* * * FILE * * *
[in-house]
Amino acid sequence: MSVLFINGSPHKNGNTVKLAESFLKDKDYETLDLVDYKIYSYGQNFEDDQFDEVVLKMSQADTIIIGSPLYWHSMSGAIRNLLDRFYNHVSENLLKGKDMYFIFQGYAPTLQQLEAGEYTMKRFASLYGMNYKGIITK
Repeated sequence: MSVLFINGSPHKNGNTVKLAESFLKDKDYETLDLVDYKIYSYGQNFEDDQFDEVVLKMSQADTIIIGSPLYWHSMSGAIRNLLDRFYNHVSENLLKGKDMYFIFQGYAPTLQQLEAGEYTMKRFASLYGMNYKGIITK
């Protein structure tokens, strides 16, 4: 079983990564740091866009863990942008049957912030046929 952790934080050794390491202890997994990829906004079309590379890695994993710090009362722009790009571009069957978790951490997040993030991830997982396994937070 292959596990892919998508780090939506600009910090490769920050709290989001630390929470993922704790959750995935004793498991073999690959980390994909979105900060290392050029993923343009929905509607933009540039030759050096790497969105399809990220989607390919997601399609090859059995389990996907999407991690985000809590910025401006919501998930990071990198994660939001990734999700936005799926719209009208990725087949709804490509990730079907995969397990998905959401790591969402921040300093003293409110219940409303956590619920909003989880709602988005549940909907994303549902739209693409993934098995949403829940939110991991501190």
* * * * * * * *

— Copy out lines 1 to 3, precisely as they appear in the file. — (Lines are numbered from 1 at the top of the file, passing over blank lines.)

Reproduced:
[in-house]
Amino acid sequence: MSVLFINGSPHKNGNTVKLAESFLKDKDYETLDLVDYKIYSYGQNFEDDQFDEVVLKMSQADTIIIGSPLYWHSMSGAIRNLLDRFYNHVSENLLKGKDMYFIFQGYAPTLQQLEAGEYTMKRFASLYGMNYKGIITK
Repeated sequence: MSVLFINGSPHKNGNTVKLAESFLKDKDYETLDLVDYKIYSYGQNFEDDQFDEVVLKMSQADTIIIGSPLYWHSMSGAIRNLLDRFYNHVSENLLKGKDMYFIFQGYAPTLQQLEAGEYTMKRFASLYGMNYKGIITK